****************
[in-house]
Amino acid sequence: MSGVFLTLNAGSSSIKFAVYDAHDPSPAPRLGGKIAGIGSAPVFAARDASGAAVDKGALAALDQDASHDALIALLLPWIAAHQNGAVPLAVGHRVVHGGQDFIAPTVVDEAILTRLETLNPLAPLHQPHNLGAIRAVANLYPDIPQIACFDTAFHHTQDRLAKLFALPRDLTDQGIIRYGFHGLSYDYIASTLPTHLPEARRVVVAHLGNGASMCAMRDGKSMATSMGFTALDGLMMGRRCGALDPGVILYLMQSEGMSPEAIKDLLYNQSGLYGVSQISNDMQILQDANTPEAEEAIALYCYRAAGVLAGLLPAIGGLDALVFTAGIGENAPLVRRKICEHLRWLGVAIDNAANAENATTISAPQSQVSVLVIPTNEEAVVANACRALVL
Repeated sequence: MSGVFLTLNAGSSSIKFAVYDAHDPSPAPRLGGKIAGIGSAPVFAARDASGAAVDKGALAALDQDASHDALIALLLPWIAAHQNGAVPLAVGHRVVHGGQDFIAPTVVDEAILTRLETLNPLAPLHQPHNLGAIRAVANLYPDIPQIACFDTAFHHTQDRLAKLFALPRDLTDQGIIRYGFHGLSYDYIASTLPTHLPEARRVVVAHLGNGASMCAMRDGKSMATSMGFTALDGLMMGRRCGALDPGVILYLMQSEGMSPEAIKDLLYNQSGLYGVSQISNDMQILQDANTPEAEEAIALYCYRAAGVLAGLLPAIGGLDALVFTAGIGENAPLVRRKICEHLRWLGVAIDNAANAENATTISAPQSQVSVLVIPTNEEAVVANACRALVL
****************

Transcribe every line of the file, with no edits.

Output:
[in-house]
Amino acid sequence: MSGVFLTLNAGSSSIKFAVYDAHDPSPAPRLGGKIAGIGSAPVFAARDASGAAVDKGALAALDQDASHDALIALLLPWIAAHQNGAVPLAVGHRVVHGGQDFIAPTVVDEAILTRLETLNPLAPLHQPHNLGAIRAVANLYPDIPQIACFDTAFHHTQDRLAKLFALPRDLTDQGIIRYGFHGLSYDYIASTLPTHLPEARRVVVAHLGNGASMCAMRDGKSMATSMGFTALDGLMMGRRCGALDPGVILYLMQSEGMSPEAIKDLLYNQSGLYGVSQISNDMQILQDANTPEAEEAIALYCYRAAGVLAGLLPAIGGLDALVFTAGIGENAPLVRRKICEHLRWLGVAIDNAANAENATTISAPQSQVSVLVIPTNEEAVVANACRALVL
Repeated sequence: MSGVFLTLNAGSSSIKFAVYDAHDPSPAPRLGGKIAGIGSAPVFAARDASGAAVDKGALAALDQDASHDALIALLLPWIAAHQNGAVPLAVGHRVVHGGQDFIAPTVVDEAILTRLETLNPLAPLHQPHNLGAIRAVANLYPDIPQIACFDTAFHHTQDRLAKLFALPRDLTDQGIIRYGFHGLSYDYIASTLPTHLPEARRVVVAHLGNGASMCAMRDGKSMATSMGFTALDGLMMGRRCGALDPGVILYLMQSEGMSPEAIKDLLYNQSGLYGVSQISNDMQILQDANTPEAEEAIALYCYRAAGVLAGLLPAIGGLDALVFTAGIGENAPLVRRKICEHLRWLGVAIDNAANAENATTISAPQSQVSVLVIPTNEEAVVANACRALVL